The past year has brought much change, perhaps most evident in the recent national and local elections. As we welcome a new American president and Congress, the country is waiting to see how the regulatory and legislative landscape will evolve. But I am certain that one thing will not change: the continued importance of over-the-counter medications in public health, and the vital role that chain drug stores play.
More than ever, Americans rely on OTC medications to help care for themselves and for their families, with more than 100,000 OTC products on the shelves in over 750,000 retail outlets around the country. For many people, the cost of their health care coverage continues to climb as they are being asked to shoulder more of the burden with high-deductible health plans and other payment models. OTC medications provide safe and effective care at a low cost. OTCs are the trusted first line of defense — not just for patients, but also for physicians, who increasingly turn to OTCs first in their modern stepwise approach to patient care.
All of the stakeholders in the OTC industry — consumers, suppliers, manufacturers and retailers — want the self-care trend to keep growing, and we want the supply of safe and effective products to keep expanding. There are unique opportunities in 2017 to support and foster growth, and there are compelling threats as well. But, when we work together as a united industry with consumers at the center, I am confident we can bring the change we all want.
O-T-C monograph reform
In 1972, the Food and Drug Administration established the OTC Monograph System as the regulatory framework covering most O-T-C medicines. Since that time, this system has supported the introduction of tens of thousands of OTC products for consumers. But 40 years is a long time in a fast-moving industry, and now we need to modernize the system — and FDA agrees. An outdated regulatory system will hold everyone back, but a modern system will inspire innovation, assure trust that the system works as it should, enhance transparency and predictability, and ensure that your customers will have more OTC choices in the years ahead.
In 2016, CHPA’s leadership brought monograph modernization to the forefront and created momentum for reform. Now we’re leading the effort to create an enhanced environment for long-term industry growth. Manufacturers have aligned around key reform principles, and CHPA has engaged FDA, members of Congress, and industry in a series of meetings to outline a clear and mutually beneficial reform package. Altogether, we believe this reform can be accomplished in 2017. And perhaps more importantly, it will ensure continued consumer confidence in OTCs and empower more self-care in the U.S. and globally.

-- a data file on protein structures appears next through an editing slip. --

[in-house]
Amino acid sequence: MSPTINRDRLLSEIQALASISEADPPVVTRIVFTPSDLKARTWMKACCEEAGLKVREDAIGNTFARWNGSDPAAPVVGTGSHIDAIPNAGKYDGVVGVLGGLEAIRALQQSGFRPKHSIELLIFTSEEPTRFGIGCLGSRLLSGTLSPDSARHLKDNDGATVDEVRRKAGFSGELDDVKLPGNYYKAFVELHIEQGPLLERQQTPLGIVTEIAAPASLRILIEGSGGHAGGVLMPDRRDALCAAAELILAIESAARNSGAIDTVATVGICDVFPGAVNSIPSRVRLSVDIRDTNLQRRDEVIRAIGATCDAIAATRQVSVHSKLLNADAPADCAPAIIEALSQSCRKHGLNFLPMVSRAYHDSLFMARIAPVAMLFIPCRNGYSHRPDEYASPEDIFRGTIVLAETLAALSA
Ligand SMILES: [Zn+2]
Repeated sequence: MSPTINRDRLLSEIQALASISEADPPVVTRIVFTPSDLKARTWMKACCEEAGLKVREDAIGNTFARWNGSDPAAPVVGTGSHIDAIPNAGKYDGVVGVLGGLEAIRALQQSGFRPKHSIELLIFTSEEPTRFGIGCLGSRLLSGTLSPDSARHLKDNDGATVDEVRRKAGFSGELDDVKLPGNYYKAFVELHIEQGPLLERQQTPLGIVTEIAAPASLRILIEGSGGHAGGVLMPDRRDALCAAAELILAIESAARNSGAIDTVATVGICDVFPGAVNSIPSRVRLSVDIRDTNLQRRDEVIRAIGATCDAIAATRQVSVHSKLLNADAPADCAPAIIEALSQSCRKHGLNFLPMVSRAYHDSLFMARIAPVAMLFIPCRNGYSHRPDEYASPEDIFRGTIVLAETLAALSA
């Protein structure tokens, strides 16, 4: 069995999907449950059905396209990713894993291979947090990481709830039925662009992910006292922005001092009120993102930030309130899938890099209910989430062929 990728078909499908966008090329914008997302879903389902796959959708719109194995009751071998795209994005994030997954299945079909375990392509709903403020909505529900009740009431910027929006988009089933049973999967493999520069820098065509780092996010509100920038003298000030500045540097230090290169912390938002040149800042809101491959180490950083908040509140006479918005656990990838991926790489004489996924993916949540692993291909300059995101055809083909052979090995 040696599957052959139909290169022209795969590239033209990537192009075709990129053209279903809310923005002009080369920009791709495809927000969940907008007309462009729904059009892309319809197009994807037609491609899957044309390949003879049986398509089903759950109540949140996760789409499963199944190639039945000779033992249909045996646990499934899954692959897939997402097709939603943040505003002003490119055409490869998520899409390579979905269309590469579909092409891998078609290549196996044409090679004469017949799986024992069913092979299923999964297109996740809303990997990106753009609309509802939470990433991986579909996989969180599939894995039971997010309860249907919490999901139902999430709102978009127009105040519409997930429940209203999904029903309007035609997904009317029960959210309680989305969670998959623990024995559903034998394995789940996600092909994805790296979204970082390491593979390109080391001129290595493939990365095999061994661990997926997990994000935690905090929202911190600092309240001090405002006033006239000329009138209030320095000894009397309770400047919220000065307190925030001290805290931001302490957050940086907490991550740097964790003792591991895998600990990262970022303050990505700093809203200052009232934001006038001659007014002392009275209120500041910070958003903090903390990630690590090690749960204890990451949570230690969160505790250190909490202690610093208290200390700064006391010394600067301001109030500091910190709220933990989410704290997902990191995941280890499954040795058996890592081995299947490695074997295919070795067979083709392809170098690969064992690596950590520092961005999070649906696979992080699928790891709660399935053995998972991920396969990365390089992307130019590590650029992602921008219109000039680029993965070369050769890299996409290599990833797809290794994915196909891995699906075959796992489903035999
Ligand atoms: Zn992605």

Restoring OTCs to FSAs, HSAs
Flexible spending arrangements (FSAs), health savings accounts (HSAs), and other tax- preferred accounts are valuable programs allowing consumers to save money by setting aside pretax dollars to pay for health-related expenses. Until 2011, your customers had been able to use these accounts to pay for OTC medicines for self-care, which saves them, and society, $102 billion annually through avoided doctor visits, increased work productivity and other cost advantages.
Unfortunately, a provision in the Affordable Care Act removed OTC medicines medicine eligibility from these tax-preferred accounts, unless purchased with a doctor’s prescription — an unnecessary burden on consumers and health care professionals. Since then, CHPA has supported legislation in Congress to reinstate and restore OTC medicines eligibility, a commonsense approach to ACA reform.
CHPA led this effort through 2015 and 2016 and, despite a highly partisan environment in Congress, we secured introduction of bipartisan, bicameral legislation: The Restoring Access to Medication Act. With repeal and reform of the ACA a top priority of the Trump administration, the next year may be the year that consumers are able to one again use their FSA/HSA accounts to purchase OTC medicines medicines.
Access to PSE
We believe that consumers deserve to have reliable and unfettered access to the best available OTC medicines medicines, including cold and allergy medicines containing pseudoephedrine (PSE). Despite the ongoing efforts by some criminals to divert PSE into methamphetamine for illicit use, CHPA and our retail partners across the county have continued to successfully block illegal PSE purchases right at the point of sale through the industry-supported National Precursor Log Exchange (NPLEx) network, now adopted by 33 states and used by several major pharmacy chains nationwide.